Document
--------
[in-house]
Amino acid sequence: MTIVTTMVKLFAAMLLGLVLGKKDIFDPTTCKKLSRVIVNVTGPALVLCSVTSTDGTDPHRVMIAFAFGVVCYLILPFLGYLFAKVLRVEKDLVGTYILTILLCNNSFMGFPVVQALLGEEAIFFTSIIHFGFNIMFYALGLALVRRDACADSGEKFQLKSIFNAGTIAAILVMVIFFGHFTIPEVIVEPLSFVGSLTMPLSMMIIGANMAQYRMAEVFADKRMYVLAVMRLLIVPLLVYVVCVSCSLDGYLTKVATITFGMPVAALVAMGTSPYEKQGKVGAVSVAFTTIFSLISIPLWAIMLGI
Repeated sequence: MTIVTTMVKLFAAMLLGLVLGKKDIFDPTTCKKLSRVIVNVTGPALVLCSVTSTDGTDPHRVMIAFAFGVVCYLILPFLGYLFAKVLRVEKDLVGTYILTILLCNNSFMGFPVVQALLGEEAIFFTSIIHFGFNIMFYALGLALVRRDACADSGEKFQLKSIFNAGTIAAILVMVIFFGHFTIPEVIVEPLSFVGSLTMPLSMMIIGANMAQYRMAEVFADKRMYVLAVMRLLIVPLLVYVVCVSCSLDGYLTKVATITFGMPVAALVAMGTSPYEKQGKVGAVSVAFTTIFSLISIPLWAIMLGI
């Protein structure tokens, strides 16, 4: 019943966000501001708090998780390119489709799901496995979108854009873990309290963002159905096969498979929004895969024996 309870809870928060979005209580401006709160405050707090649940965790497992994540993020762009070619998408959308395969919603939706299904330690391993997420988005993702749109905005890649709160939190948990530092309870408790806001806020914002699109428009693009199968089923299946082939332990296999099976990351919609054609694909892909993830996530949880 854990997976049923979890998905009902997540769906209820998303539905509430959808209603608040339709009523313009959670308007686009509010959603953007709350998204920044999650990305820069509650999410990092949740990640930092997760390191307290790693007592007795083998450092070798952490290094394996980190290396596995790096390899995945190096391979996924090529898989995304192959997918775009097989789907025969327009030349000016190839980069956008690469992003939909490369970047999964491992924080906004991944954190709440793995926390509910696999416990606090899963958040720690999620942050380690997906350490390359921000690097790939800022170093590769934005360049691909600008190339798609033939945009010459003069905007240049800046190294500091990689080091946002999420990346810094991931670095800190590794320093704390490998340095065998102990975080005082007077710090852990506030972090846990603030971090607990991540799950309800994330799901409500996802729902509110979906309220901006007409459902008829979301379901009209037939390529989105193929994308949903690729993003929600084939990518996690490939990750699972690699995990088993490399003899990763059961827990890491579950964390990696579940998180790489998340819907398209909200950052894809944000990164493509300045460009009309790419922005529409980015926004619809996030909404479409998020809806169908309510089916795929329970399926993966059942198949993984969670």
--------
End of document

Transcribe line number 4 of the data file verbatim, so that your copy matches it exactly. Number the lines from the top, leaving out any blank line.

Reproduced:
């Protein structure tokens, strides 16, 4: 019943966000501001708090998780390119489709799901496995979108854009873990309290963002159905096969498979929004895969024996 309870809870928060979005209580401006709160405050707090649940965790497992994540993020762009070619998408959308395969919603939706299904330690391993997420988005993702749109905005890649709160939190948990530092309870408790806001806020914002699109428009693009199968089923299946082939332990296999099976990351919609054609694909892909993830996530949880 854990997976049923979890998905009902997540769906209820998303539905509430959808209603608040339709009523313009959670308007686009509010959603953007709350998204920044999650990305820069509650999410990092949740990640930092997760390191307290790693007592007795083998450092070798952490290094394996980190290396596995790096390899995945190096391979996924090529898989995304192959997918775009097989789907025969327009030349000016190839980069956008690469992003939909490369970047999964491992924080906004991944954190709440793995926390509910696999416990606090899963958040720690999620942050380690997906350490390359921000690097790939800022170093590769934005360049691909600008190339798609033939945009010459003069905007240049800046190294500091990689080091946002999420990346810094991931670095800190590794320093704390490998340095065998102990975080005082007077710090852990506030972090846990603030971090607990991540799950309800994330799901409500996802729902509110979906309220901006007409459902008829979301379901009209037939390529989105193929994308949903690729993003929600084939990518996690490939990750699972690699995990088993490399003899990763059961827990890491579950964390990696579940998180790489998340819907398209909200950052894809944000990164493509300045460009009309790419922005529409980015926004619809996030909404479409998020809806169908309510089916795929329970399926993966059942198949993984969670």